-- More than half of the members of Alpha Omicron Pi's chapter at Tufts University left the group to protest what they said was a delay in admitting a transgender student.
The student, who has asked to remain anonymous, was eventually admitted into the Delta chapter of the sorority -- although she ultimately left in protest as well.
The 19-year-old computer science sophomore told ABC News that she had been considering joining the Delta chapter of Alpha Omicron Pi, which was chartered in 1908 at Tufts University, "for quite some time because I had friends who joined last year and it seemed like a supporting and caring environment."
When the student attended a meeting to express her interest in joining back in September she said the experience was "incredibly friendly and welcoming."
"Every sister there was incredibly nice and clearly happy to see me there," she added. "I felt very safe and everyone who was there, wanted me there."
Still, she encountered an issue when Alpha Omicron Pi International said in September that the chapter had to "hold off" extending her a bid, or an invitation to join, to check its policies.
"In not having the policy, the default is to not allow her to join. To me that action is transphobia," former president of the chapter Kristin Reeves told ABC News. "We refused to hold off. We decided to extend her a bid."
The sorority's chapter and international organization said in statements that the assertion that she wasn’t allowed to join wasn't the case.
"Because there was no official policy in place addressing the membership of transgender women, the [Assistant Director of College Experience] and AOII International were uncertain whether extending a bid to [the student] would violate the Title IX exemption it had from National Panhellenic Conference," the chapter wrote in a statement.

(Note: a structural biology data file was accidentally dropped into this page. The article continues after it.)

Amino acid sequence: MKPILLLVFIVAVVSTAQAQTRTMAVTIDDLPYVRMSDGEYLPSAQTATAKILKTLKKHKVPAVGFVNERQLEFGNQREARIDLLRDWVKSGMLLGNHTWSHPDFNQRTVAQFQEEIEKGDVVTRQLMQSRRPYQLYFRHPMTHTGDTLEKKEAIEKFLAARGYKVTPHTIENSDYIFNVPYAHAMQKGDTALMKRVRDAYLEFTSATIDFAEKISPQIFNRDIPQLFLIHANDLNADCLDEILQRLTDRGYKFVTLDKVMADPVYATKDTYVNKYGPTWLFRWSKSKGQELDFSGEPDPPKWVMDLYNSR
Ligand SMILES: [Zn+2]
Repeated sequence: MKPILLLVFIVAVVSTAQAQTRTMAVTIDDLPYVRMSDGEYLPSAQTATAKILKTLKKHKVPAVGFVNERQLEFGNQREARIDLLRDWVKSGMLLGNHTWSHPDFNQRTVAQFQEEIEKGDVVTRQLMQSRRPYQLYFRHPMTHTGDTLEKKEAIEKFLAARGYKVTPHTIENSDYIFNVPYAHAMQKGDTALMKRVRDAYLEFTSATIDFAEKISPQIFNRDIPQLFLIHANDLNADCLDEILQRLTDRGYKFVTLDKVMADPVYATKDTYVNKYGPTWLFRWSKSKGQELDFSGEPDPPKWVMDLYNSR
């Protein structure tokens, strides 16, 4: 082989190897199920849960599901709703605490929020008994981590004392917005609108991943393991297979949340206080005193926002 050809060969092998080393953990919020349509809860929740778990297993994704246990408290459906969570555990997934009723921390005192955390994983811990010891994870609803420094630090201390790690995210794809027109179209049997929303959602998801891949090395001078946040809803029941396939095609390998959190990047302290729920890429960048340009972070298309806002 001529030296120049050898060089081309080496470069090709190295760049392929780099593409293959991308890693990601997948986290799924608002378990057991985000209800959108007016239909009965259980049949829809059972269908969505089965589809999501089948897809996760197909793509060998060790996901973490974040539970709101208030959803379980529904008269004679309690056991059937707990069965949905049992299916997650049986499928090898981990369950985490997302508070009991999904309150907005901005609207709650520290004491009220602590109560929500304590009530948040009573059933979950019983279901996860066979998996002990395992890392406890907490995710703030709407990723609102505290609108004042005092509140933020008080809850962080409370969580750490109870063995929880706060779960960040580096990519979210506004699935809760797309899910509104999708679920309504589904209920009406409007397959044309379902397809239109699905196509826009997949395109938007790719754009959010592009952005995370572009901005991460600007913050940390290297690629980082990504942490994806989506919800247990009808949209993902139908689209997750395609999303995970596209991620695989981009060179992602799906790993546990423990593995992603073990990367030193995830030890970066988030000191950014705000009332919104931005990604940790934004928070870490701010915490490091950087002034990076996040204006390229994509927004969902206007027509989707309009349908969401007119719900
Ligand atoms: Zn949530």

The statement goes onto clarify that "AOII and all other panhellenic sororities are legally exempt from Title IX and are permitted to exist as all female-identifying organizations."
"AOII International was concerned that it's membership in NPC would be in jeopardy and that it could face legal consequences if one of it's chapters was in violation of the conditions of the Title IX exemption by admitting a transgender woman," the statement continued.
Alpha Omicron Pi International's Assistant Director of Public Relations Courtney West said in a separate statement to ABC News, "The student in question was extended a bid from the Delta Chapter to join Alpha Omicron Pi (and chose to join) and at no time was the chapter threatened with disciplinary action or to be sued."
The sorority's "informal recruitment" period was delayed two days.
The anonymous student said she doesn't think anyone in the sorority meant harm, but wants systems to change to further include transgender students.
"I don’t think anyone had ill will," she added. "I think it was an outdated system to deal with another outdated system over an issue that is constantly evolving in the public eye. The way that trans people exist and the way that we are treated and documented is changing as we speak."
Still, the student left the sorority after approximately three weeks into the initiation process as did 46 other members in protest. One of those members was Reeves.
"I saw it as they didn’t want to change as hard as we were pushing to make progress," Reeves, who joined the sorority in January 2015, explained of her departure. "They didn’t want to be a part of that. They wanted to slow us down."
The sorority addressed the departure of the chapter members in a statement, saying: "There are still many women in Delta chapter who are dedicated AOII members. The chapter will continue to recruit members who embrace diversity, are passionate about social action, and are dedicated to maintaining their high standards of excellence."
The protest at Tufts University comes when many sororities and fraternities across the U.S. are reviewing their policies to be more inclusive of transgender students.